They say that everything is bigger in Texas, and that also includes pride for the United States of America. For a handful or so of the 100 art dealers that exhibited at the 10th edition of the Dallas Art Fair, which runs through April 15th at the Fashion Industry Gallery, the American flag also served as a works of art that carried a form of social commentary on the state of the Trump’s America.
Flag #57 Justice For All, 2017, by Sara Rahbar, at Carbon 12
Flag #57 Justice For All, 2017, by Sara Rahbar;
Collected vintage objects on US vintage flag
150 x 86 cm
59 1/8 x 33 7/8 in
At the dawn of the Iranian Revolution, a four-year-old Sara Rahbar — the artist currently has an exhibition at Dallas Contemporary — fled Iran with her family to Turkey before seeking asylum in the United States. It was while in school that the young Rahbar became acquainted with the American flag as she recited the Pledge of Allegiance with her classmates daily. After 9/11, Rahbar began thinking about the meaning of the flag, and started adorning them with ephemera that she picked up from flea markets. In Flag #57 Rahbar collected beautiful fabrics from across the Middle East and South Asia, adorned the American flag with them, and commenting on the rich history of immigrants from those regions to the United States, where they fuse together two cultures — the one from which they came, and the one that exists in the country they live in.
A Logo for America (1987-2014), 2016, by Alfredo Jaar, at Galerie Lelong & Co.
A Logo for America (1987-2014), 2016, by Alfredo Jaar;
Two light boxes with color transparencies
20.5 x 36.5 inches (52.1 x 92.7 cm) each
Edition of 6 + 2 APs
In 1987 Chilean-American artist Alfredo Jaar staged a happening in Times Square with Public Art Fund where he took an outline of the United States, and put the phrase “THIS IS NOT AMERICA” over it, and posting it in lights on a billboard there. In the next sign, a map of North America and South America is on top of the word “AMERICA.” Jaar was commenting on the fact that the United States isn’t the only America in the world. The artist took two photos from that happening, which both show an illuminated red, white and blue flag next to the billboard, and put them atop two light boxes in this editioned diptych.
Moratorium (Gold Rainbow American Flag), 2017, by Jonathan Horowitz at Canada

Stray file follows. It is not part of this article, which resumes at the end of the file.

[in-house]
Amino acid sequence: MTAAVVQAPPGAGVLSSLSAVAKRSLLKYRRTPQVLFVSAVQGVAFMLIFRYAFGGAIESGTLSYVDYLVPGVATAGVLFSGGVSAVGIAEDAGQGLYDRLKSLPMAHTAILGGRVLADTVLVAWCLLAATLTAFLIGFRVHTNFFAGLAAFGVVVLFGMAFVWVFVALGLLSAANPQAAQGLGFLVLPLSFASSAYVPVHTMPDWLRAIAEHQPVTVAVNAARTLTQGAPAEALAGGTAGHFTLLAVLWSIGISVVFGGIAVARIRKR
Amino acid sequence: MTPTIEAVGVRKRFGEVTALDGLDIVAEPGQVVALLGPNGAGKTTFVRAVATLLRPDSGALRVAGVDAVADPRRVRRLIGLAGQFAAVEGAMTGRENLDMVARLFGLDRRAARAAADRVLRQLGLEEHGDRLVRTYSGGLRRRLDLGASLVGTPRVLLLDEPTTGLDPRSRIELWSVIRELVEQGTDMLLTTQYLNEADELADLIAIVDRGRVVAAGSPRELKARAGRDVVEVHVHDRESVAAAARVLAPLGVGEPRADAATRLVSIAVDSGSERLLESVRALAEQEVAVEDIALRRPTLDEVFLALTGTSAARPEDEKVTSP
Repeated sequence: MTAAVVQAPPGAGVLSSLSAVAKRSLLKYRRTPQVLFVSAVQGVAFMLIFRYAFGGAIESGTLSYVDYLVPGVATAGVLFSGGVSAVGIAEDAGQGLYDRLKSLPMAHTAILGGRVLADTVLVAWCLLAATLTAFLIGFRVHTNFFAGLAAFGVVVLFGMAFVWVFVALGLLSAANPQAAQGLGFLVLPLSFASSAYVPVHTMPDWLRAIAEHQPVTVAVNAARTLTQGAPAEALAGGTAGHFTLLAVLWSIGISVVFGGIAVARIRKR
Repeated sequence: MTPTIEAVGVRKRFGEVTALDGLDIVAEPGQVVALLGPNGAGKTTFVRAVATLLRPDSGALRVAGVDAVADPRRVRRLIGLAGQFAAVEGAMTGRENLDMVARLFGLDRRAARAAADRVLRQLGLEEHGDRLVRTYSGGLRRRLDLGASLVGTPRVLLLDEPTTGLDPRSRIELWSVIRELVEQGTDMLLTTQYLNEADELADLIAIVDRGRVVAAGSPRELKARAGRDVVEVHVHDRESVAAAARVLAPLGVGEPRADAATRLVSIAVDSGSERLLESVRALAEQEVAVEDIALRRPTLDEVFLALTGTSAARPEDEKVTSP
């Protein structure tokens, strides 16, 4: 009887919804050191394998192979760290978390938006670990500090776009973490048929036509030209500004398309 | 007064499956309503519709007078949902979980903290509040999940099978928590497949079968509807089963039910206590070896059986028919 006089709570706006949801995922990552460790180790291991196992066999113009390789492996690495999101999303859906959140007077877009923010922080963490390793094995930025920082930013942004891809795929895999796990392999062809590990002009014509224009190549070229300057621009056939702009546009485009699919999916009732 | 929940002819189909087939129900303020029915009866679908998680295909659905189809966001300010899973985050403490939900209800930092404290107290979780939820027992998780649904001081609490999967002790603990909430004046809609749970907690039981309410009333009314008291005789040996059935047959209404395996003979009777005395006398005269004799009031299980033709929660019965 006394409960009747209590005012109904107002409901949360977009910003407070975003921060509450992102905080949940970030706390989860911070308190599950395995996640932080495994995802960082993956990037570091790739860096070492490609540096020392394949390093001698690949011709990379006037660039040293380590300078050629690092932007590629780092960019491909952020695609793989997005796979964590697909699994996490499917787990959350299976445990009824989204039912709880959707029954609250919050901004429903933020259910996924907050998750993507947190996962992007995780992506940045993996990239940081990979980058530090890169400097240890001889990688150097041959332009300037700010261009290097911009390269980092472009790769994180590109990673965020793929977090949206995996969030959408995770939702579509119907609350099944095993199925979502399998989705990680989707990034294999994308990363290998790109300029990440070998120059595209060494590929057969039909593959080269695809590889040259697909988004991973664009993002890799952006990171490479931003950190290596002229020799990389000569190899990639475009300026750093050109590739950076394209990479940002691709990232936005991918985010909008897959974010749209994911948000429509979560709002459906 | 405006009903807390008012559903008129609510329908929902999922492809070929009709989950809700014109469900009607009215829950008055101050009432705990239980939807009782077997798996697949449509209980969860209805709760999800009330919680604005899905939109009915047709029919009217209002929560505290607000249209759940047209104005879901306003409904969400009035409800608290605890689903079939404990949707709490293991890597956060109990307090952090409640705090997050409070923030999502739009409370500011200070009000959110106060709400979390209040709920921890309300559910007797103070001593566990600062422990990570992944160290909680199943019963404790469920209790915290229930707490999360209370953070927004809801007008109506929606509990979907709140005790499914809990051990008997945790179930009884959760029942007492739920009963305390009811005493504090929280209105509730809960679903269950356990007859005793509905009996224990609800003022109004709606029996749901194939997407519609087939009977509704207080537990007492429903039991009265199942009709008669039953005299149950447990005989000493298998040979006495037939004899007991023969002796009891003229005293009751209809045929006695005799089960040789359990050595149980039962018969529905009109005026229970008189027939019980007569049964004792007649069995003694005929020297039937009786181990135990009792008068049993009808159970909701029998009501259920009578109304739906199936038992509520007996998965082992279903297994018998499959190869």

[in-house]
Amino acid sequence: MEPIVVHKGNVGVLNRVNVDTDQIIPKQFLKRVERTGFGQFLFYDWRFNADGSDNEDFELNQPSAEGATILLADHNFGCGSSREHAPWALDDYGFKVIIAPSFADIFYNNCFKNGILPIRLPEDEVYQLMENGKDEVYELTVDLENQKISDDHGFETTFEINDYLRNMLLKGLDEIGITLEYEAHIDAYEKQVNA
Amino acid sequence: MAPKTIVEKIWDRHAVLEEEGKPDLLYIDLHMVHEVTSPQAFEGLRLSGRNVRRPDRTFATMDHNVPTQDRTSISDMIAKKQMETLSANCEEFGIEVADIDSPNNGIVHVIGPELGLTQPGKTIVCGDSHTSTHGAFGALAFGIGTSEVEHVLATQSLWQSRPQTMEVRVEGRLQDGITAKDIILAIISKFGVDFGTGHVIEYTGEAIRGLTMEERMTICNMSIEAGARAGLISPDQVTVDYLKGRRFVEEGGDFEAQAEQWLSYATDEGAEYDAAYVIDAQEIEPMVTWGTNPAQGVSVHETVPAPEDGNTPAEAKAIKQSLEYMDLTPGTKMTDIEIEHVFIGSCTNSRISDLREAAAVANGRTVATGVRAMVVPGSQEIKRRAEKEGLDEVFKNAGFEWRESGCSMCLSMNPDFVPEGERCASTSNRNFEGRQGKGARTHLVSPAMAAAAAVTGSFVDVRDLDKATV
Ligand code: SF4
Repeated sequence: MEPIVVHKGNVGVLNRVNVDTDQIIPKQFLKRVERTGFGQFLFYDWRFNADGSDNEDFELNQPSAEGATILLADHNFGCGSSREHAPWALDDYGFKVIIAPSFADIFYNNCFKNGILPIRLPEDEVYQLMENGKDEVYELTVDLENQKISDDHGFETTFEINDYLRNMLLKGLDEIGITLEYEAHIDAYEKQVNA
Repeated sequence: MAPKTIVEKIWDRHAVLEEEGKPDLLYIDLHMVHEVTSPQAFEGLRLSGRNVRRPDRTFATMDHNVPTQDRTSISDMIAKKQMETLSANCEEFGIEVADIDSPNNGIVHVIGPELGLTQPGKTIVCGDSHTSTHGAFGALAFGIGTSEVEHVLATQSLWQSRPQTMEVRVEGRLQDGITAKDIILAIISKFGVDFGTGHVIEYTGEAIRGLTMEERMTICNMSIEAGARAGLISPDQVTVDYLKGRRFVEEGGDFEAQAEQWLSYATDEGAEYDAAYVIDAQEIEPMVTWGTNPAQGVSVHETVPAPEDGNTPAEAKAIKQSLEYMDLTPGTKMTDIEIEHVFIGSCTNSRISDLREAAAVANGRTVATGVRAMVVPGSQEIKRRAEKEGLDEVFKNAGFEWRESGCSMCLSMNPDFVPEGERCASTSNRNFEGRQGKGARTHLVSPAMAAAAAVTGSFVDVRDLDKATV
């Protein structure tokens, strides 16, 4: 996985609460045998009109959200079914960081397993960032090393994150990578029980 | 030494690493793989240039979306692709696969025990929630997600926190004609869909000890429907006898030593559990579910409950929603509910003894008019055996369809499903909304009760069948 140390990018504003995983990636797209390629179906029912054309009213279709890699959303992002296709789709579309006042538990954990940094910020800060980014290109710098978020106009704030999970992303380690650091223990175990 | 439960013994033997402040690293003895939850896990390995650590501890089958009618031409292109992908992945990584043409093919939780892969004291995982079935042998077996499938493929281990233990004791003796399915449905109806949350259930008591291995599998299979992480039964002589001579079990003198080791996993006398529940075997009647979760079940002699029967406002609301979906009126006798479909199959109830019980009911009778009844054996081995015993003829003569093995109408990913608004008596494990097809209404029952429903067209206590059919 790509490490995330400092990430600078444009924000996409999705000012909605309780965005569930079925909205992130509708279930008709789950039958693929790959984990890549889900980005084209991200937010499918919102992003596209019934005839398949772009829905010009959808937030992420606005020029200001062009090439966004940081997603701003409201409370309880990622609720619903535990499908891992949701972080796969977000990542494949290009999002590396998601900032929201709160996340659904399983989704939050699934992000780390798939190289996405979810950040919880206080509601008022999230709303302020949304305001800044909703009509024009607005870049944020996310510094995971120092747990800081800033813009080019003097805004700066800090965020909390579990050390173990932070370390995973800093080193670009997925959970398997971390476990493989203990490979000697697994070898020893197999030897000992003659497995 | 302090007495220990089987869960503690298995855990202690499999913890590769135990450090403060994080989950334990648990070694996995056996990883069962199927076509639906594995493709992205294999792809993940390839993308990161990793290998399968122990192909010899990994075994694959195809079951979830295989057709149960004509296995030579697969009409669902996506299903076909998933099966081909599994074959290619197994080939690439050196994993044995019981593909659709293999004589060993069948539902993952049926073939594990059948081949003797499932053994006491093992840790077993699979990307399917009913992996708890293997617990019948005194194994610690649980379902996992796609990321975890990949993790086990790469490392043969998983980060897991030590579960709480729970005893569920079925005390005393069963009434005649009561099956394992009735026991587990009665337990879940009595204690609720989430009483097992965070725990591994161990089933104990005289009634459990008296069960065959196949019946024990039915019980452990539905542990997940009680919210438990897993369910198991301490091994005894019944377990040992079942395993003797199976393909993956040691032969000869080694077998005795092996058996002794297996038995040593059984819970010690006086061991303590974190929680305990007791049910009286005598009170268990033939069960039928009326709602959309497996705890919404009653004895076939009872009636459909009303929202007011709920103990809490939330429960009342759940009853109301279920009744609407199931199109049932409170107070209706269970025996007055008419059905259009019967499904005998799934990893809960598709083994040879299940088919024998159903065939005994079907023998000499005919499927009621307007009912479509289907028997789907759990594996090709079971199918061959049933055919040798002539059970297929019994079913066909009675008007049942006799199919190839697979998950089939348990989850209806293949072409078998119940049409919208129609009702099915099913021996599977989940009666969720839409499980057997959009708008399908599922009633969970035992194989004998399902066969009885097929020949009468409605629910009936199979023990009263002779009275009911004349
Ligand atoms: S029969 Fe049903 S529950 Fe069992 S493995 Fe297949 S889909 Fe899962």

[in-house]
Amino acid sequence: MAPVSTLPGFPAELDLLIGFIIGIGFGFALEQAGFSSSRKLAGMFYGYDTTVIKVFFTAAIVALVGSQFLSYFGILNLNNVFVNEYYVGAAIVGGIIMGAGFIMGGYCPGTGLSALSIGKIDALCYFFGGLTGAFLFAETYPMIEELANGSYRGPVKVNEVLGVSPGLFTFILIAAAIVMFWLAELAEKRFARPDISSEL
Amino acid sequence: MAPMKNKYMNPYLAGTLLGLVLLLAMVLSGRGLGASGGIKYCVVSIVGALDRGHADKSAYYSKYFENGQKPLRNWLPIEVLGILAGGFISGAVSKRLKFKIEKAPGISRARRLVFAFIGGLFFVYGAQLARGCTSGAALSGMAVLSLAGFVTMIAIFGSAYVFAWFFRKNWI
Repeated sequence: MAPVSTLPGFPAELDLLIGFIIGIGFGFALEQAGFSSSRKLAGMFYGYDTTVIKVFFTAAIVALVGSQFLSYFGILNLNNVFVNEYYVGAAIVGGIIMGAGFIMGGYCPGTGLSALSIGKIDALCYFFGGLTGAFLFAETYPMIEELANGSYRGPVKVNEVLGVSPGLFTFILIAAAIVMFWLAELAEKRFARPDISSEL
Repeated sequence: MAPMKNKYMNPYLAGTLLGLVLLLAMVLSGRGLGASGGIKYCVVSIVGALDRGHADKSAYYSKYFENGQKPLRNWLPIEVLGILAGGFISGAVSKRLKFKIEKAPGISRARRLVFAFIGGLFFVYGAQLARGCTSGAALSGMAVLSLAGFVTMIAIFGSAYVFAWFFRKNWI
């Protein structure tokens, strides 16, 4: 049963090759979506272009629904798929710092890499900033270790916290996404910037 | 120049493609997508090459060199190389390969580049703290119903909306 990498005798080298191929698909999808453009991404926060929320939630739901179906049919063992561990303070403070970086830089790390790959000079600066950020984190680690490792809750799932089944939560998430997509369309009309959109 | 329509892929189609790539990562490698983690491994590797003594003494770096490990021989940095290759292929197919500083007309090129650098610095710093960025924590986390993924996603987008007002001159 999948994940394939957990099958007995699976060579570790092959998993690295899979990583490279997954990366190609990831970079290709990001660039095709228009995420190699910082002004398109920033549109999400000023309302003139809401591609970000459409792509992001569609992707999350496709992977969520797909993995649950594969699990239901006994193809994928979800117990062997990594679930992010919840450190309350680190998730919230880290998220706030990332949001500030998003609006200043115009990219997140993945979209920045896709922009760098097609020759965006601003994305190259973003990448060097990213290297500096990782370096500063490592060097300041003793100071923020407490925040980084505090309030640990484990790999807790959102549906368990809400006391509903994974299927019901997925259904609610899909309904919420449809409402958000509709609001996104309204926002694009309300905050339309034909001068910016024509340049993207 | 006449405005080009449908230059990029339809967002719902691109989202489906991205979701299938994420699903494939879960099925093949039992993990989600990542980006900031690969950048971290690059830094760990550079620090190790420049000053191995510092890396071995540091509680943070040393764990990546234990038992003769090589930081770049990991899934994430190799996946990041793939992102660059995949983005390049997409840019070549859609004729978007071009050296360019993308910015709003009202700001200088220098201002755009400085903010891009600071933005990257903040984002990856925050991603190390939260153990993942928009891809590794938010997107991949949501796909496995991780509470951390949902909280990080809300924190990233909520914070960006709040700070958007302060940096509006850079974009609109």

Moratorium (Gold Rainbow American Flag), 2017, by Jonathan Horowitz; 22 5/8” H x 28 3/8”
Silkscreen on Legion Mirricard gold foil paper
Edition of 100
Signed, numbered and dated on verso
Jasper Johns’s Flag (Moratorium)," was a symbol to mark the Moratorium to End the War in Vietnam, a series of protests in 1969. Jonathan Horowitz created his own series responding to Johns’s iconic flags, including this one, which was made as an edition for Downtown for Democracy. Horowitz’s flag is meant to draw, according to the DFD website, “an analogy between the division, crisis, and mobilized resistance that the country experienced during the Vietnam War, and what is happening today under the dangerous, divisive, erratic and anti-democratic charge of Donald Trump and his administration.”
From a Ballpark in Texas, 2018, by Mel Ziegler, at Perrotin
"From a Ballpark in Texas," 2018, by Mel Ziegler,
h. 139.7 × L. 101.6 × l. 5.1 cm | h. 55 × l. 40 × w. 2 in
Mel Ziegler has been exploring nationalist symbols throughout his career, and, starting in 2009, the artist traveled around the country and exchanged 50 flags — one for from each state — giving a new flag to the owner of the weathered one he got in return, forming a narrative between himself and the original flag’s owner. Ziegler framed each flag in the vein of Duchamp’s readymades, turning the found objects into works of art. As the title implies, Ziegler acquired this flag from a Texas ballpark.
Wet Rag, 2018, by JPW3 at Night Gallery
Wet Rag, 2018, by JPW3
oil pastel and wax on canvas
84 x 60 in.
JPW3 coated a blank canvas with wax before drawing a faint red and blue outline of the American flag’s stars and stripes. The flag is devoid of any color, and in a way, comments on the depleting sense of American pride, reflecting the current crisis in the United States through an absence of vibrant hues.